With the new feature, the main difference is that as the query progresses, stats are refreshed, thus providing a live coverage of what SQL Server is up to. This is a fantastic feature to learn about query processing and execution plans, and it helps to identify performance problems. Only yesterday, I used it to identify a “bad plan” where SQL was doing an Eager Spool by cross-joining two million record tables, and thus filling tempdb.

How to use it?

To use the feature, simply click on “Include Live Query Statistics” button in the toolbar or under menu Query -> Include Live Query Statistics.
IncludeLiveQueryStatistics-SQLServer2016

Watch the magic unfold when you execute query.

LiveQueryStatistics-Example.png

 

If you are not using SQL Sentry Plan Explorer already, please install PRO version for free from Sentry One. I find it amazing and it’s probably the best free tool out there to do performance analysis. Install the SSMS add-in, and you can right click on plan and view plan in SQL Sentry Plan Explorer. It becomes incredibly useful for complex plans that are cumbersome to navigate in SQL Server. Not to mention the host of other info that’s presented nicely to make performance tuning enjoyable.

SQLSentryPlanExplorer-AddIn

SQLSentryPlanExplorer.jpg

Watch out for that..

Live Query Statistics is an interesting feature, but I had a nervous few moments when my long-running ETL stored procedure began to produce a plan that was way too big for SSMS to handle. I had to eventually cancel execution and view plan from DMV. So, while it is a nice feature, watch out for a few gotchas. Microsoft also advises that there might be a mild performance dip in execution of your query when you are using this feature.

Who can use it?

You need to have SHOWPLAN and VIEW SERVER STATE permissions to be able to use this feature effectively.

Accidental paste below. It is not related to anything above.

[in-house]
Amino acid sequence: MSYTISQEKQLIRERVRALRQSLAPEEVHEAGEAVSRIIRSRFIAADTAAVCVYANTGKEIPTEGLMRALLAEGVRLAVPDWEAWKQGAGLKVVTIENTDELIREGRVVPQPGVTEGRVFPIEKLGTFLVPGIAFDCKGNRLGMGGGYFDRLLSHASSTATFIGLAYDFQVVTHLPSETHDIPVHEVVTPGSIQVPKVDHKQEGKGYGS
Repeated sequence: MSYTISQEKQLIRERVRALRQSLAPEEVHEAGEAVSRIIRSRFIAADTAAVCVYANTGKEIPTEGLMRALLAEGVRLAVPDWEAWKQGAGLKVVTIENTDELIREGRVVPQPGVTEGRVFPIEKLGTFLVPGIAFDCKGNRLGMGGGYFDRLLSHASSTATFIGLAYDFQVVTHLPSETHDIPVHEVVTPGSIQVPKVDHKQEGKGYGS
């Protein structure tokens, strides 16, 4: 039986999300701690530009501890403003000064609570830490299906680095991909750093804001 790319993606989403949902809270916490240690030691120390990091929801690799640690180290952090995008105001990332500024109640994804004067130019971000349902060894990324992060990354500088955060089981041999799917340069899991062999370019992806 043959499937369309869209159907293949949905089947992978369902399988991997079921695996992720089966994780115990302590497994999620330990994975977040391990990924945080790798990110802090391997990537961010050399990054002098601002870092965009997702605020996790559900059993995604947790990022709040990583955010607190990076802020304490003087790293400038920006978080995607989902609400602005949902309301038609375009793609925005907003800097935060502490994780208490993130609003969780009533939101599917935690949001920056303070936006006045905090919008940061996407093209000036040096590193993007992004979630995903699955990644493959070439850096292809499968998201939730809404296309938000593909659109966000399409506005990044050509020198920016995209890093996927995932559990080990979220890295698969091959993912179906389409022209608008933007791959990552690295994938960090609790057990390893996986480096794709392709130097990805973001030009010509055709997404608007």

Overall, this is a great feature that makes information available at finger tips when you are possibly scrambling to address that performance issue that is driving everyone nuts!

XQuery

In 2005 version of SQL Server, XQuerying was introduced. It’s a powerful feature and when used together with a CTE, it helps to keep code simple and clean. I use XML extensively in my code and many a time, I find myself looking up code, searching the internet or trying things out myself. I hope this post will be a single point of reference to most of the usual XQuery coding.

Following is a simple script to read from an XML variable. Same code can be used to read from an XML column as well.

NOTE: I will append more XQuery code samples to this post.

DECLARE @xmlProduct XML = 
'<Catalog>
	<Product>
		<Name>Selle Italia Road</Name>
		<Code>SIR-1</Code>
		<Category>Saddle</Category>
		<Description>Sleek saddle from Selle Italia</Description>
		<UnitPrice>50</UnitPrice>
		<Currency>USD</Currency>
	</Product>
	<Product>
		<Name>Brooks Tourer</Name>
		<Code>BT-T</Code>
		<Category>Saddle</Category>
		<Description>Brooks leather saddle for touring</Description>
		<UnitPrice>120</UnitPrice>
		<Currency>USD</Currency>
	</Product>
</Catalog>
'
--Read from nodes
SELECT
c.value('Name[1]','varchar(50)') [ProductName],
c.value('Code[1]','varchar(50)') [Code],
c.value('Category[1]','varchar(50)') [Category],
c.value('UnitPrice[1]','varchar(50)') + CHAR(32) + c.value('Currency[1]','varchar(50)') [Price],
c.value('Description[1]','varchar(50)') [Description]
FROM 
@xmlProduct.nodes('//Catalog/Product') AS TAB(c)

Output:
XQueryOutput

Retrieve unsaved query

I was working on a remote machine and while I was away, the machine was restarted. Lost the scripts I had not saved, or so I thought; and then I came up with this – was a life saver!

SELECT TOP 10 
EST.text
FROM sys.dm_exec_query_stats EQS
CROSS APPLY sys.dm_exec_sql_text(eqs.sql_handle) EST
WHERE EST.text LIKE '%text%'
ORDER BY last_execution_time DESC

Find tables which are most commonly used in Stored Procedures

When you start working on a new project, one of the important tasks as a database developer is to get used to the table names. Here’s a script which will help you identify the most commonly used tables (assuming that the most commonly used are the most important).

SELECT TOP 50
t.name, COUNT(1) tcount
FROM INFORMATION_SCHEMA.routines r
INNER JOIN sys.tables t ON r.ROUTINE_NAME LIKE ('%' + t.name + '%')
GROUP BY t.name 
ORDER BY tcount desc